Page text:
In 1991, the film My Own Private Idaho, starring River Phoenix (who would die two years later) and Keanu Reeves was released. It was one of the first films to feature two mainstream actors engaging in gay sex. The Gus Van Sant-directed drama has since become a cult classic and is considered by some critics to be one of the best American movies of the 90's.
So what does James Franco have to do with the project? The actor/student/soap star/writer/director seems to have something to do with just about everything. In the case of Idaho, Franco was so enamored with the film that he begged Van Sant to show him any raw footage from the production. This led to his development of My Own Private River, a reworking of the heartbreaking story.
The most disturbing thing about the film is River Phoenix. It is as though he has risen from the grave for one last performance. Furthermore, his brilliant work in Franco's cut cements just how unbelievably tragic his death was. Phoenix is breathtaking in each scene, even when he isn't saying or doing much.
Franco presented the film, which is too controversial for a mass release, to a packed house at New York's Lincoln Center Sunday evening. The initial version of the story offers a haunting foray into the lives of street hustlers. Mike (Phoenix) is a baby-faced drug addict who longs to be reunited with his mother.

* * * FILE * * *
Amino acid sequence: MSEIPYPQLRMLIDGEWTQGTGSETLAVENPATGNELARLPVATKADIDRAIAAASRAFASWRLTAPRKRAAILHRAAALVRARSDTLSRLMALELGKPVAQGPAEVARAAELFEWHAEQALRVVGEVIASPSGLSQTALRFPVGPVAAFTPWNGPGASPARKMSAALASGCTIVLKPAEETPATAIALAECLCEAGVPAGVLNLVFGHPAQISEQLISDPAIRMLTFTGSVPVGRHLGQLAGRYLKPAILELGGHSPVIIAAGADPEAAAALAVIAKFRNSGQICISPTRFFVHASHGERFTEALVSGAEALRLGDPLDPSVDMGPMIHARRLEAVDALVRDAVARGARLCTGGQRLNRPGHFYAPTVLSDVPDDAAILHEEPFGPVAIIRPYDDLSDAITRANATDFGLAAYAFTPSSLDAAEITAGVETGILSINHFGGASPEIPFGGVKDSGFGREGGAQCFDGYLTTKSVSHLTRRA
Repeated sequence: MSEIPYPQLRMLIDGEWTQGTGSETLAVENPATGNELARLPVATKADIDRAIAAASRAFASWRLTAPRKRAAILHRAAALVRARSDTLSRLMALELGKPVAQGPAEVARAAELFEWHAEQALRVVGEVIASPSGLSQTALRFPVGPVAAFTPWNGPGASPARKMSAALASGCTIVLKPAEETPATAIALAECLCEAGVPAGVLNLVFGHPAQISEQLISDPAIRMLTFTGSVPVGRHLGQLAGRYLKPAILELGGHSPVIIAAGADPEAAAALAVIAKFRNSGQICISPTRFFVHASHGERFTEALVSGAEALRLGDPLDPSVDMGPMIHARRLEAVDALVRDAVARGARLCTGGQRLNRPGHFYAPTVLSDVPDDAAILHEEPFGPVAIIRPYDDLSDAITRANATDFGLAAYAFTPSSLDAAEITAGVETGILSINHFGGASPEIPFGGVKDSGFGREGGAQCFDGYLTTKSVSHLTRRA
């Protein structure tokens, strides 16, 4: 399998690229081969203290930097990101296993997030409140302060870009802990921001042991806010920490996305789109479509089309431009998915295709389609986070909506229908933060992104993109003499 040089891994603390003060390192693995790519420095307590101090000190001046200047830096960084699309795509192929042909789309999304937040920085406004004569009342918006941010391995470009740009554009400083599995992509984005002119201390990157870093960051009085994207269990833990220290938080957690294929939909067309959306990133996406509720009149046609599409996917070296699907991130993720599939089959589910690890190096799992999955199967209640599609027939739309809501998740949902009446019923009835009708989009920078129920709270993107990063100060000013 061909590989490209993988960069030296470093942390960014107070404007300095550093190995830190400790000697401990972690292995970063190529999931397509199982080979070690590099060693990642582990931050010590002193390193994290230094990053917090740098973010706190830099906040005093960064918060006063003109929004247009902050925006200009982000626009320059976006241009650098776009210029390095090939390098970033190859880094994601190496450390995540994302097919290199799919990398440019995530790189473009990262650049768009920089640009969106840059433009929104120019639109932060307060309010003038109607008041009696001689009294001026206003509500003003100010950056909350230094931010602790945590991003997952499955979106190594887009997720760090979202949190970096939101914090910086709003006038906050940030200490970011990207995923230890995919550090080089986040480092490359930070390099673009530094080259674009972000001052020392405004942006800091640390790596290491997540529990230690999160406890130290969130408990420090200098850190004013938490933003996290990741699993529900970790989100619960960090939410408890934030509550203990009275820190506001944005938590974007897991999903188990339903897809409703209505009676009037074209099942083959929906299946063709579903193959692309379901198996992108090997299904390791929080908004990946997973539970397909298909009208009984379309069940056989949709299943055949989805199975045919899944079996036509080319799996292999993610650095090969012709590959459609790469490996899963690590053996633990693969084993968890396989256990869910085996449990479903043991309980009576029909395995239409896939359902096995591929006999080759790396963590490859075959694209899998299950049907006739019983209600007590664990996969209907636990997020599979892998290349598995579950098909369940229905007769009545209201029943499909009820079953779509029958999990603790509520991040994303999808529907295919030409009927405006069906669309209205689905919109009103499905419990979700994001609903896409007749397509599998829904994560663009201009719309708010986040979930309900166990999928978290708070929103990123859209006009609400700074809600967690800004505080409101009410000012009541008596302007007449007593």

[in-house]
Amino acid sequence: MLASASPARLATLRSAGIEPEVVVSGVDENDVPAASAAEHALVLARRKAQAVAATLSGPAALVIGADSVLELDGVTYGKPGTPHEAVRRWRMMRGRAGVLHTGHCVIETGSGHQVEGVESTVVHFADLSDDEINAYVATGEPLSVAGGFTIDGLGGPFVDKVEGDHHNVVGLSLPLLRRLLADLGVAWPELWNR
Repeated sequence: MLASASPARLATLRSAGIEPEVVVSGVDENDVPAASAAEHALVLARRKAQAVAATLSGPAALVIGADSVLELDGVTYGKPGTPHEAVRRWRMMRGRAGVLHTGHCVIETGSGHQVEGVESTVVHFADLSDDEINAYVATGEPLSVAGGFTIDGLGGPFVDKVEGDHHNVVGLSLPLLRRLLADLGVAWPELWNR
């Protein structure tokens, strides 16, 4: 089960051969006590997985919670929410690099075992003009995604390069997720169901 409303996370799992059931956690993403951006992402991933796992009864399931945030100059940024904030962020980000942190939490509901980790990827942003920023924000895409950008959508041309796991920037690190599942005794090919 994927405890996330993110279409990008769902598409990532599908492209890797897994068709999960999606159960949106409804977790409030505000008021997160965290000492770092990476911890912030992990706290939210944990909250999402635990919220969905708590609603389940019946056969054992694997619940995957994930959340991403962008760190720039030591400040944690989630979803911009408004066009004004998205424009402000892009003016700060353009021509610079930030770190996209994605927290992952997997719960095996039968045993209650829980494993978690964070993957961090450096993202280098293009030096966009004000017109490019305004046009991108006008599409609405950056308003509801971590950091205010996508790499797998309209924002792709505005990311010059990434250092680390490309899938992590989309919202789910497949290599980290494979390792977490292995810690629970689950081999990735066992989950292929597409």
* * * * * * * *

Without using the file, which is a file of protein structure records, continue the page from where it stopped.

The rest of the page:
His best friend Scott (Reeves) is merely dabbling in homeless life as he waits for his father to die and leave him an inheritance. Mike is irreversibly in love with Scott and in a painful-to-watch confession, he tells him so. But Scott is only gay for hire and thus Mike is subjected to hopeless longing and jealousy.
All the while, he can be likened to a young child. In one scene, just before he's about to put out for money, he can barely tear himself away from the cartoons that play on TV. His laugh is youthful and innocent as is his demeanor.
In reality, Phoenix and Reeves (who also co-starred in I Love You to Death) were incredibly close and this is abundantly clear when watching the film. Franco's My Own Private River adds a brand new take (literally) on the dynamic between the two.
In a question-and-answer session following the film, Franco revealed that his original cut was 12 hours long. That version is now being kept from the public at the request of Joaquin Phoenix (River's Oscar-nominated brother).
For now, the film has been shelved but for a few exclusive showings. Franco has no plans to distribute the film as he does not want to compete with the original or face legal action from New Line Cinema, which distributed 'Idaho'.